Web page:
accept any additional stuff on the record."
Always adept at rewriting history, Buck now takes full credit for the
psychedelic tilt--even though he disavowed that adjective at the time.
"Certainly, a lot of things on 'Murmur' reflected my familiarity with the
Byrds, the Beach Boys, or psychedelic stuff, which was new to the others,"
he said in one recent interview. "I'd do something in the studio and Michael
would be like, 'Wow, that's really wild, that's weird.' And actually, it was
something I ripped off from some totally obscure English '60s band."
A canny, self-taught primitive, Buck's biggest asset as a musician is
impeccable taste. There's hardly a single conventional guitar lead on the
album, arguably because he couldn't play one at the time. Instead, he
fashions a signature rhythm sound that is gorgeously chiming and jangly (the
obligatory rock-crit descriptions for early R.E.M.), drawing heavily on the
trademark Rickenbackers of the early Byrds, with the occasional burst of
Velvets-style feedback and garage-rock fuzz thrown in for emphasis.
While Buck strums away, Mills provides the songs' melodic counterpoints
with his ultra-musical bass parts, and Berry shows considerable imagination
in varying his propulsive backbeats with deft and colorful use of elaborate
patterns on the tom-toms. Both also add beautiful harmony vocals, though
these wouldn't be fully perfected until the next album, "Reckoning," and the
discs that followed.
At the center of it all is Stipe's rumbling, nasal baritone. Deliberately
slurring his words, he seems to be singing into his sleeve or lurking in the
shadows just off mike, rather than dramatically annunciating like an opera
singer or a traditional pop crooner. Like Brian Eno (who intellectualized
singing nonsense syllables) or the great doo-wop groups (who did it
instinctively), Stipe knew that words chosen merely for the way they sound
and phrases that suggest something without actually saying anything can be
much more powerful than lyrics that try to tell a story, because the
listener is free to fill in the blanks with his or her imagination.
Village Voice rock critic Tom Carson contended that Stipe's singing
evoked the feeling of a child who wakes up in the middle of the night and is
galvanized by the pile of clothes left on the floor in the corner, which
seems to have metamorphosed into something altogether different in the
darkness. But critics often over-emphasize Stipe's mumbling.
Perhaps 30 percent of the lyrics on "Murmur" are intelligible. With the
exception of "Radio Free Europe"--which appears in a new version more
subtle, less immediate, but no less potent than the original single--it's
hard to say what any of the songs are "about." But the phrases that pop out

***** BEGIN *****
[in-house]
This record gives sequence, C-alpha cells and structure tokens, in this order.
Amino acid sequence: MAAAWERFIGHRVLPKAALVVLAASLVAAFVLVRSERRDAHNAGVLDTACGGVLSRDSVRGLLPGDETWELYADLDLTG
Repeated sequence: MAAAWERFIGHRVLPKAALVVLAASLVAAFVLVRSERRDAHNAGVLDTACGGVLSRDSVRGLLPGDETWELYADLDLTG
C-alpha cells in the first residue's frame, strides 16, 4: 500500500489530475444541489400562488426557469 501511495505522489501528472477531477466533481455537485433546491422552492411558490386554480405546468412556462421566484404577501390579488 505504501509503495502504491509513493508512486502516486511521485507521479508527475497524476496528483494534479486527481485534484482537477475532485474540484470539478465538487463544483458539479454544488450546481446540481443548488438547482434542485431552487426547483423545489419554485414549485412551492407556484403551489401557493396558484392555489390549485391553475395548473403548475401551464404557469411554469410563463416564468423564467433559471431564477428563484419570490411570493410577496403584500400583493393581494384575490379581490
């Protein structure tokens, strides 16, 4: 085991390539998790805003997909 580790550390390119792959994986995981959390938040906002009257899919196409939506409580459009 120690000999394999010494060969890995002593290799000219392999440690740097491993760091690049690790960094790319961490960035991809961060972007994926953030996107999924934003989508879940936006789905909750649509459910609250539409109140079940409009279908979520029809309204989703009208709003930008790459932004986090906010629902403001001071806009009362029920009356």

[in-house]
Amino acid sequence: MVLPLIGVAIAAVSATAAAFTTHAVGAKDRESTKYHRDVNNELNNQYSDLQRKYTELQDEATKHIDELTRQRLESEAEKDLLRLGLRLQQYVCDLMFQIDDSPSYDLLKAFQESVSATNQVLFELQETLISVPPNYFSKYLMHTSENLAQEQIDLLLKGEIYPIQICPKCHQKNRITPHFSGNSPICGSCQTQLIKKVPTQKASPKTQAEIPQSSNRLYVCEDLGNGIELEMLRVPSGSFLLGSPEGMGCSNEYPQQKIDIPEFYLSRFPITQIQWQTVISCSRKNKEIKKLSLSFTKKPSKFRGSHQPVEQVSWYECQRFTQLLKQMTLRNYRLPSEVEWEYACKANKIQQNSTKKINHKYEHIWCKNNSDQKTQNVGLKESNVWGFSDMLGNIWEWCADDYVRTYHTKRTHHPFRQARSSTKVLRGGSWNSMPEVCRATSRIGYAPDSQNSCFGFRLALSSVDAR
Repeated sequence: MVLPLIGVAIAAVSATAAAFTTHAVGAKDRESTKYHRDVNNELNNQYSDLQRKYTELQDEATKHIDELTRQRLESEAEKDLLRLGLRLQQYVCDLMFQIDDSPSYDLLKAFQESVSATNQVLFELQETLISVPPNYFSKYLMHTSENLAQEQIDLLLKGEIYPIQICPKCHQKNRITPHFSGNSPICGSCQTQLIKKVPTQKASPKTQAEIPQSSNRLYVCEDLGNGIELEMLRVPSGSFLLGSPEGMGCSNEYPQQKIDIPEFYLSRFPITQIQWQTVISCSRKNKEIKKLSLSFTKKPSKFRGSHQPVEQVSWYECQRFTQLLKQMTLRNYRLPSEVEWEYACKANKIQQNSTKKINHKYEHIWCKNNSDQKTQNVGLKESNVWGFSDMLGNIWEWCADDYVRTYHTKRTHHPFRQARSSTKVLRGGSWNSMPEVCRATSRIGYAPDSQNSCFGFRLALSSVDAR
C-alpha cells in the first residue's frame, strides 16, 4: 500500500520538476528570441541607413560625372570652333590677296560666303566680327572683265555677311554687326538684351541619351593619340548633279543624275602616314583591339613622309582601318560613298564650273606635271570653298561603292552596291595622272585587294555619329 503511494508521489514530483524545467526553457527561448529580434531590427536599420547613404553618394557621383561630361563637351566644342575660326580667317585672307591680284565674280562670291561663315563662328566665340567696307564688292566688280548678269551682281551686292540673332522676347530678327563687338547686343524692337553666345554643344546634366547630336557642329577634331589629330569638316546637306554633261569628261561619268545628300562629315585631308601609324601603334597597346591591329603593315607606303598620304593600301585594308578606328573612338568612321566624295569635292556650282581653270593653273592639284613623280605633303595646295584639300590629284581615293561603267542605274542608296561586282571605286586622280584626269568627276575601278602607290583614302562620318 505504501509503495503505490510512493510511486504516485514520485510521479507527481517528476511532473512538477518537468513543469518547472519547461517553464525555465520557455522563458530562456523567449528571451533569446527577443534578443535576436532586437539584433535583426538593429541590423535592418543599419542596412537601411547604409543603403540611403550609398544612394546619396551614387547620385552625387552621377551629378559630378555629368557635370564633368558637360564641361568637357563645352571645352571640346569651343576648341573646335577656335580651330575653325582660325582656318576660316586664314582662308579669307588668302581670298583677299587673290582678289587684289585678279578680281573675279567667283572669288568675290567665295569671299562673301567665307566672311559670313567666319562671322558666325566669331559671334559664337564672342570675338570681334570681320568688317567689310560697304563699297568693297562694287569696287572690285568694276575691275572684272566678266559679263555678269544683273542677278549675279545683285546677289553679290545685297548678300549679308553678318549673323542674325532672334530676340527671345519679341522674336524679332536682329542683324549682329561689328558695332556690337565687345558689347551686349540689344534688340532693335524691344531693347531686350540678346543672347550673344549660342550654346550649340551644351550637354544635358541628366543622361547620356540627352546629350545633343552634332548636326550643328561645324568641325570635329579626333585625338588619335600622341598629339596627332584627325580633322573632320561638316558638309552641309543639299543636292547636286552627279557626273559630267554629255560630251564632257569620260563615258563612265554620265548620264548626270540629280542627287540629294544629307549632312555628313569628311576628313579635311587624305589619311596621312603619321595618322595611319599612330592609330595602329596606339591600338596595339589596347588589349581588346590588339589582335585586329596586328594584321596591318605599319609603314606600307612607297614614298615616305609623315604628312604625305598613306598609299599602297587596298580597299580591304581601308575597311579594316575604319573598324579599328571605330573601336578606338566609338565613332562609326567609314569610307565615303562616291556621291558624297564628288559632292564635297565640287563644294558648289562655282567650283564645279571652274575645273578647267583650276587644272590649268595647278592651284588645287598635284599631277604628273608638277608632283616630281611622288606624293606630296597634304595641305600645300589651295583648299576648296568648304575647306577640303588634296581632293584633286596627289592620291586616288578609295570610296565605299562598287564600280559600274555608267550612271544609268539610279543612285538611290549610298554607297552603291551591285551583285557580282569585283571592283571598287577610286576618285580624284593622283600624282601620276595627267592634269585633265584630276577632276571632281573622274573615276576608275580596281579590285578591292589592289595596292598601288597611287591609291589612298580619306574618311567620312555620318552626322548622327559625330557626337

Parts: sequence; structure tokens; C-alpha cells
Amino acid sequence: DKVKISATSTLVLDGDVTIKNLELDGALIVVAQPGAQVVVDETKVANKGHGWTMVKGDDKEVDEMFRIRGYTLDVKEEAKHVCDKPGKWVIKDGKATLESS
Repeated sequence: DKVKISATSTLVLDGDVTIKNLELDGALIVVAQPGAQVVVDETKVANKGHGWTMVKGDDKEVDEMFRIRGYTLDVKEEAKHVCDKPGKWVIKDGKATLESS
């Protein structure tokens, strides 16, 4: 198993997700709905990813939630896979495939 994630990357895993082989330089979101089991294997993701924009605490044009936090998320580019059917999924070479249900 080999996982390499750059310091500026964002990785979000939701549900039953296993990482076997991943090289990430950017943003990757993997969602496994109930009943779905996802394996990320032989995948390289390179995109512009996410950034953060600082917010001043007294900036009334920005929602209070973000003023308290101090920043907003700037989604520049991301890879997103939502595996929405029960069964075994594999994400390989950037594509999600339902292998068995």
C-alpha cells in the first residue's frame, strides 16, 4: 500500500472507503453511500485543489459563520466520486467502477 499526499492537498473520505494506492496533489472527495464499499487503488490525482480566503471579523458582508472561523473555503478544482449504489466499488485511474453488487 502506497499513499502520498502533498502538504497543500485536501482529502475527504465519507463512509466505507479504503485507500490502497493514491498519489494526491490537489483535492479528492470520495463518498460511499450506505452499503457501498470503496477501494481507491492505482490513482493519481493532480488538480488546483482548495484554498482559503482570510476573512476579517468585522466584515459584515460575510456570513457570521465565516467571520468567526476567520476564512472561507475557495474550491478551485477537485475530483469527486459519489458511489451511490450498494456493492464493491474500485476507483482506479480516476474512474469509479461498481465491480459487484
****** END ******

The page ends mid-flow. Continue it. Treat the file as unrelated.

of the haze paint an impressionistic portrait of life in the underground
circa the early '80s, lionizing those who chose to live an alternative
lifestyle in the face of Reaganism, yuppie greed, and growing cultural
"The pilgrimage has gained momentum ... Martyred, misconstrued ... Empty
prayer, empty mouths, talk about the passion ... Not everyone can carry the
weight of the world ... Oh, we were little boys/Oh, we were little girls ...
I can hear you/Can you hear me?"
Coupled with the swirling sounds of the album, the strength of the
melodies, and the passion of the performances, scattered lines such as these
are as moving today as they were when R.E.M. first won its rabid cult
following. (Platinum success wouldn't follow until four years later, with
1987's "Document.") "If 'Murmur' sold 8 million copies, I don't know where
we'd be today," Buck told me in 1996, comparing his band's career arc to
that of Nirvana. "I'd like to think it wouldn't have gotten as far as it did
with Kurt [Cobain], but I don't know if we'd be here now."
In fact, R.E.M. is here but not here, the richest and most celebrated
American band of its generation. It continues to make music that ranges from
mediocre to very good (but not great), though it's no longer the band that
Berry quit and the others continued, though they vowed they never would.
I recently saw Stipe on "Entertainment Tonight," dueting with Cher on "I Got
You, Babe," and pronouncing every word all too clearly. Buck was arrested
last year for causing a drunken rock-star scene onboard an airplane, and the
last time I interviewed Mills, he grew furious when I suggested that it was
hypocritical for the band to attack Ticketmaster on Capitol Hill, then go
along with the $15 service charge that the company added to the $50 tickets
for the band's last tour.
Sadly, R.E.M. circa 2002 is more likely to talk about the passion than to
express it as purely and eloquently as it did on "Murmur," which stands as
its most impressive and innovative work, and the one most deserving of a
place in the pantheon beside the classic albums the musicians loved most.